Welcome to My Wordy Life
For as long as I can remember, I've been besotted by words, in love with
the English language. My parents read to me (as I read to my son) practically
from the moment of my birth, and when I learned to read, I always received
books for Christmas and my birthday and had finished reading them within
the week. I still have some of my childhood books: old editions of
Grimms' Fairy Tales, Andrew Lang's fairy books,
The Wizard of Oz, all the Nancy Drew and Cherry Ames books. My mother
was a member of the Literary Guild and because she never got around to
sending the post cards back, I got to read her books, too. (I learned early
on how to climb up and get the ones on the top shelves.) She gave me her
official permission to read
Gone With the Wind when I was eleven. Boy, was that an eye-opener
for a naïve little girl! My parents also bought my brother and me
The Book of Knowledge; I read straight through all twenty volumes.
Yeah. I have been, as they say, bookish all my life. Today, of course,
I spend most of my time editing and writing.
To read my blog, please scroll down.
Secret Lives is now available at the on-line bookstores. Buy
Secret Lives today! And then write a review. And tell all
your friends how much you enjoyed the book.
You can also go to my
Secret Lives page and Like the book. Tell all your friends again!
Ask them to Like the book, too. Leave comments and questions. Wouldn't
it be nifty if
Secret Lives turned into a sort of interactive book via Facebook
and the FREE READER'S GUIDE on this site?
Notice the little witch! Because I didn’t want to rip off anyone’s art
and just use one of my 330 witches, I asked my brilliant daughter-in-law
to make me a witch. She—the witch, not Phish—is now sitting on the shelf
in my living room where you see her in the photo.
Let Me Be Your Editor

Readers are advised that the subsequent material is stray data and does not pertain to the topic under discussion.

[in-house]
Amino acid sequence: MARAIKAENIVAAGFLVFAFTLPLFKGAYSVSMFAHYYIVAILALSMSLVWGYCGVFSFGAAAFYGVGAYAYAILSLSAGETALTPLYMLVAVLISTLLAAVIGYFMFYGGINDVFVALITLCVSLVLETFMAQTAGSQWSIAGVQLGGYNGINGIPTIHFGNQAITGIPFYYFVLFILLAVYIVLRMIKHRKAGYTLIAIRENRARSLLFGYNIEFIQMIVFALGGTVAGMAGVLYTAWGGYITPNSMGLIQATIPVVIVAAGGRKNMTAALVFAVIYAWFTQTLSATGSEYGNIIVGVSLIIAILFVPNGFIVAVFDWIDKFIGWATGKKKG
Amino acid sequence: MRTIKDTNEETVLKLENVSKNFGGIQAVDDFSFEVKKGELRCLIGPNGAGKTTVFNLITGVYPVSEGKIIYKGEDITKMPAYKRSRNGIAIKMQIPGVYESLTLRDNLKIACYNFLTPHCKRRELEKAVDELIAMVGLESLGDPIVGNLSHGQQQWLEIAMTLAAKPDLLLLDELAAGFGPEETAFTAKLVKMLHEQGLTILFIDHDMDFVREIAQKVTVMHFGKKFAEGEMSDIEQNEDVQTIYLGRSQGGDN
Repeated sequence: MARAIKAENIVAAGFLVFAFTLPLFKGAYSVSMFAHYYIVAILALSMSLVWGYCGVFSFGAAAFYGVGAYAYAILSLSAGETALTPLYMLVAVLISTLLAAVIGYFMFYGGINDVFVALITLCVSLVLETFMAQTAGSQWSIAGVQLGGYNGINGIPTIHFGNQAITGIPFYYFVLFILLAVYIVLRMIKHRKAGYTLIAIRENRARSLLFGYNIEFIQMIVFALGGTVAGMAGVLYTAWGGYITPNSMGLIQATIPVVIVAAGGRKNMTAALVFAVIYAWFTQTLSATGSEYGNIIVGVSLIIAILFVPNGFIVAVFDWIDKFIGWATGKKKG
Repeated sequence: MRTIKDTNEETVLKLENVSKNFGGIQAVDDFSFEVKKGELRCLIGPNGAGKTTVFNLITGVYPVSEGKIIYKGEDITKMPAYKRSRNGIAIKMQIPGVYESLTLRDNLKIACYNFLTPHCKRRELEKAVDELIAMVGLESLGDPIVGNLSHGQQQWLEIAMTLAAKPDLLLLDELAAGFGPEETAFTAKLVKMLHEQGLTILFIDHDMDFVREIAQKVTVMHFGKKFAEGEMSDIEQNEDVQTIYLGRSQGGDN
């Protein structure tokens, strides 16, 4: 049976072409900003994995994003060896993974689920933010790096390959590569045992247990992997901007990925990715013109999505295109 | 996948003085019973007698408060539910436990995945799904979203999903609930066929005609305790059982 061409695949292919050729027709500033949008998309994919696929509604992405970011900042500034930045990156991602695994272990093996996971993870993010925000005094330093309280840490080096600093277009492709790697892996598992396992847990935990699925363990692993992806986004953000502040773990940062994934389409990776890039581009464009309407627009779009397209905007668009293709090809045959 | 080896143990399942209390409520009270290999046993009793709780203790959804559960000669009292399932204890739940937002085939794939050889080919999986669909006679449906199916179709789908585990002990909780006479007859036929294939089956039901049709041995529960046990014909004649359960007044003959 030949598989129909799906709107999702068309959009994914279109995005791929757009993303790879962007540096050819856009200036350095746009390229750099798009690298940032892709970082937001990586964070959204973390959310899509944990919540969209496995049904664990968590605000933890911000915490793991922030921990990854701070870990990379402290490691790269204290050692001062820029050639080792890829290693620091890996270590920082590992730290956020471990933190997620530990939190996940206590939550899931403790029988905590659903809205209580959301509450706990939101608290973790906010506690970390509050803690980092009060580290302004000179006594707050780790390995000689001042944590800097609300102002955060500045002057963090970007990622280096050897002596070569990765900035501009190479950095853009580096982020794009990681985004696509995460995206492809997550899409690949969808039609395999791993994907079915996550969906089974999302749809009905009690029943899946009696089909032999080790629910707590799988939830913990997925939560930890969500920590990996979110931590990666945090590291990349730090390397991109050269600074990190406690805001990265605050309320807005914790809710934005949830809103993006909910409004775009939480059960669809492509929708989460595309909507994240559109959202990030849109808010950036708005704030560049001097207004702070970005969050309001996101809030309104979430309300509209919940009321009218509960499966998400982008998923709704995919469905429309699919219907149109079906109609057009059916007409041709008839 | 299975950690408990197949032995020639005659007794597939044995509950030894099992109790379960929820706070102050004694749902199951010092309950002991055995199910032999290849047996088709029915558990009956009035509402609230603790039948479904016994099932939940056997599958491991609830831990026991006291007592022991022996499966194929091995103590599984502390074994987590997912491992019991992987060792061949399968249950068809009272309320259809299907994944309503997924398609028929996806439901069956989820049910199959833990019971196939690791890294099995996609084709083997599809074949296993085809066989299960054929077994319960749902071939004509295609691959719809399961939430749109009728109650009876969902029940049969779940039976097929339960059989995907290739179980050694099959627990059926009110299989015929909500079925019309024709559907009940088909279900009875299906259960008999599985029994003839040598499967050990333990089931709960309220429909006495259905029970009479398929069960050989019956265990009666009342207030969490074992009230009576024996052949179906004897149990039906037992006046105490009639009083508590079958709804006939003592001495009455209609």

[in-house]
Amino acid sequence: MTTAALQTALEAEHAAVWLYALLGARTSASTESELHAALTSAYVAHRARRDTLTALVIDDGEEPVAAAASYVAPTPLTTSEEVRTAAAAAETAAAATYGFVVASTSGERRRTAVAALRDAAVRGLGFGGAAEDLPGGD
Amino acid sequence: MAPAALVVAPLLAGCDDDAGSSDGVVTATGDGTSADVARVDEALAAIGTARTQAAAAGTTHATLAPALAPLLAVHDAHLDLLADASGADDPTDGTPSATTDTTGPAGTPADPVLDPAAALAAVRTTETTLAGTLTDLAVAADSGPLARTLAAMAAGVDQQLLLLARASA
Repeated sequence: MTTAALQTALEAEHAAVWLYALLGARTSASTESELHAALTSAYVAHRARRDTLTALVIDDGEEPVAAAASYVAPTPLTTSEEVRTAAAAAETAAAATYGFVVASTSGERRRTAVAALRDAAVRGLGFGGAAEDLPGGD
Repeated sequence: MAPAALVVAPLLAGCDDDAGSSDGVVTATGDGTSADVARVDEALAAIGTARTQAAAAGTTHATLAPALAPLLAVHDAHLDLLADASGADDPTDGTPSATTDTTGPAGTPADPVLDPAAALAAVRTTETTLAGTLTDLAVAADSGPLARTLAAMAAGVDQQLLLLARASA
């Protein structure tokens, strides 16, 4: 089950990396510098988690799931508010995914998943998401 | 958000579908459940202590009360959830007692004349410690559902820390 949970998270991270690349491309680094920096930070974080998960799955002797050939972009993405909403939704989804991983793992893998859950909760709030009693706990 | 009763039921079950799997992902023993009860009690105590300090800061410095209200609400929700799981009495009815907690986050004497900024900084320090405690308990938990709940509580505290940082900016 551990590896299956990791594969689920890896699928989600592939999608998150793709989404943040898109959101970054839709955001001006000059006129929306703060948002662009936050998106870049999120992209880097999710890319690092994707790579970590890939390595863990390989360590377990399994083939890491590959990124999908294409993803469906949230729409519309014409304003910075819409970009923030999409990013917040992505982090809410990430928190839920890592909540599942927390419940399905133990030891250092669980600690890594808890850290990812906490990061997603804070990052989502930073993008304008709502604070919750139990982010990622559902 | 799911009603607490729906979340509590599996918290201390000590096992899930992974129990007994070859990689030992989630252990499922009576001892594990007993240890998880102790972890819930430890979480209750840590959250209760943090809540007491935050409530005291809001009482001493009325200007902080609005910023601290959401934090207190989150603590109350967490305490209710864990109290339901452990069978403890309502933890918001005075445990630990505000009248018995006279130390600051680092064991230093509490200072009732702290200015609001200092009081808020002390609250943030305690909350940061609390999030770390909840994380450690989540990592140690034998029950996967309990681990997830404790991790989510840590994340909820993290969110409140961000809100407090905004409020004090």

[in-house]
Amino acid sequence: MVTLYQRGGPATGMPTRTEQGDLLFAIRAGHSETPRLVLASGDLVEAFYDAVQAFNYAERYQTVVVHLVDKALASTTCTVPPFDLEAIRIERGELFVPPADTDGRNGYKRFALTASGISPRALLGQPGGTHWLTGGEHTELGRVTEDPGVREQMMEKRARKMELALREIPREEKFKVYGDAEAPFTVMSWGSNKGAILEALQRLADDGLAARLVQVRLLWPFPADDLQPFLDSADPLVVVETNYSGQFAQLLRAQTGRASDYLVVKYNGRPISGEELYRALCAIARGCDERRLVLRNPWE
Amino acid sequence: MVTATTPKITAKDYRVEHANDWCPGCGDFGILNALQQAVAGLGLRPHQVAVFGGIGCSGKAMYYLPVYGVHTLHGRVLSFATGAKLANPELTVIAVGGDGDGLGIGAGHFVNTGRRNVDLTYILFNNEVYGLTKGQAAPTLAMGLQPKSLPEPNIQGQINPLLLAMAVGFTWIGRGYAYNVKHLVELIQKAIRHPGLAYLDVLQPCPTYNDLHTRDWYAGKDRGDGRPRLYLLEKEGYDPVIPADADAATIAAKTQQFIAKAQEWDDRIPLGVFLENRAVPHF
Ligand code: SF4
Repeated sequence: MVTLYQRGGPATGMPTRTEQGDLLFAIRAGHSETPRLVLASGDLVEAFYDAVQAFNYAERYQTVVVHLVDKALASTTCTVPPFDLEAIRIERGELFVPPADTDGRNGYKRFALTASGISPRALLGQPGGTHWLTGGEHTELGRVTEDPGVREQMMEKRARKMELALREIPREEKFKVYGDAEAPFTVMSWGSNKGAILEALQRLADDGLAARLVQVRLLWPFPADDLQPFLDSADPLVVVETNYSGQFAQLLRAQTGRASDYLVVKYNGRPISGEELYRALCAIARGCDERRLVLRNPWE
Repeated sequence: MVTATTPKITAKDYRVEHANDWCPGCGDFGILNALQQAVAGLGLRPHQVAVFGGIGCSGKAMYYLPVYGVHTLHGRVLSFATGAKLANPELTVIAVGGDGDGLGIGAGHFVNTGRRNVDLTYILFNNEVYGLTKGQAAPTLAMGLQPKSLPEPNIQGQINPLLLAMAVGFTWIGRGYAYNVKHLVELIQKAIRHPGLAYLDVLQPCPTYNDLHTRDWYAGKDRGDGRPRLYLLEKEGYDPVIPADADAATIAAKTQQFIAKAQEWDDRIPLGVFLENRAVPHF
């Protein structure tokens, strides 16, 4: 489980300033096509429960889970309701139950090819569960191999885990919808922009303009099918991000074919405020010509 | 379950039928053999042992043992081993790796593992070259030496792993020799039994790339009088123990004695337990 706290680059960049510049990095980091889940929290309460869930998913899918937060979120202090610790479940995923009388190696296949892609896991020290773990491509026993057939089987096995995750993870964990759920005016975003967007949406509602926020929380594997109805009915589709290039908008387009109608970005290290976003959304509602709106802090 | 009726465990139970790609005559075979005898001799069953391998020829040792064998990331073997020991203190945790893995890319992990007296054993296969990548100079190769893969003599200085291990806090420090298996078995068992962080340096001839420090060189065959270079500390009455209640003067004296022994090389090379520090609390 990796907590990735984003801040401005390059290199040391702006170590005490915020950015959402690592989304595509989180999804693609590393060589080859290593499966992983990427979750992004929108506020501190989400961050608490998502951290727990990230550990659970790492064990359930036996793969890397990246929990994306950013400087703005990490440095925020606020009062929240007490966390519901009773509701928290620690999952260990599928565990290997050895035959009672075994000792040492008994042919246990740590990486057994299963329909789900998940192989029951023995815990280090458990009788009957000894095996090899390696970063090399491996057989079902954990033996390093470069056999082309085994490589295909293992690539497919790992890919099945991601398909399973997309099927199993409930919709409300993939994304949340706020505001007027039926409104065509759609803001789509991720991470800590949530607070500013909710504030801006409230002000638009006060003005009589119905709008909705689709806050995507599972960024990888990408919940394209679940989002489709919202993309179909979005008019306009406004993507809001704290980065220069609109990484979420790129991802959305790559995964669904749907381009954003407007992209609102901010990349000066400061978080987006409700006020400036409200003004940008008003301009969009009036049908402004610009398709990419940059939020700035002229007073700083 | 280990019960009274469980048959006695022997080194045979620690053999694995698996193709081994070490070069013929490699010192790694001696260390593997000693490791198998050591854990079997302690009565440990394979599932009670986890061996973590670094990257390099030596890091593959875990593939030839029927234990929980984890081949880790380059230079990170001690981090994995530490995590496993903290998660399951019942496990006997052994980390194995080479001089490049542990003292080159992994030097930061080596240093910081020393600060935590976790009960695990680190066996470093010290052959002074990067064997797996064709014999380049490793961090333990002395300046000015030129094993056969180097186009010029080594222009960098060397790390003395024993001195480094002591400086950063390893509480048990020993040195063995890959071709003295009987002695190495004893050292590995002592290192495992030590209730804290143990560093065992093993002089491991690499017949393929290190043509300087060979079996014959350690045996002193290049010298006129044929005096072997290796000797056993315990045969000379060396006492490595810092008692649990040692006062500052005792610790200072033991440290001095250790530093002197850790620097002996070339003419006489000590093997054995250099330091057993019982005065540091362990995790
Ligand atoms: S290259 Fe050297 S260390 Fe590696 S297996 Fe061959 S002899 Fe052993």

Are you writing a book? Thinking about writing a book? Let me be your
editor. I've edited more than 250 books (both fiction and nonfiction),
academic documents (theses and dissertations), web site copy, articles,
technical proposals, screenplays, poetry, and things I don't even remember
anymore. As you explore this site, you can read excerpts from my nonfiction
books and some of my articles and poems. If you're thinking about writing,
send me an email and we can talk about how I can help you. I never charge
for email conversations.
Note: if you like my work and want to use it, please do
not just copy and paste. As I have to explain from time to time to
an author whose work I'm editing, copying and pasting someone else's
copyrighted work without their permission is
plagiarism. Which is against the law. Which can get you an F in your
class. Which can get you prosecuted. It's usually easy to get permission
to reproduce someone else's copyrighted work:
just ask. If you want to reproduce anything on my site anywhere else,
please send me an email and ask. I'll no doubt tell you I'm honored that
you like what I've written and then tell you how to give me proper credit.
November 22, 2015
Read full article
Because of the work I do, which requires close concentration so I can
spot misplaced commas and see when the period is missing after Ibid., I
like to work in a quiet room. No daytime TV, which rots your brain. How
do I know this? My grandfather, who had worked in the accounting department
of one of the big St. Louis department stores, retired and started watching
daytime TV…and with five years he was hospitalized with Alzheimer’s. (It’s
a blessing that he died within a couple weeks of his hospitalization. My
family didn’t have to witness the awful decline that comes with the disease.)
Nor do I listen to daytime radio, which is mostly talkradio, i.e., nasty,
misogynistic, or “hip” men babbling on and on and on.
I don’t even, alas, listen to my vast collection of CDs anymore. They’re
mostly old musicals, Broadway and studio cast albums originally released
on 33 rpm long play records. I used to have a huge collection of these
records, but after I found the CDs, I gradually gave the records away.
If I played CDs now, I’d be singing along and not even see those superfluous
semicolons or funny spelling mistakes like “taking my dissertation to be
printed and bounded within the next few days.” (This came from a Ph.D.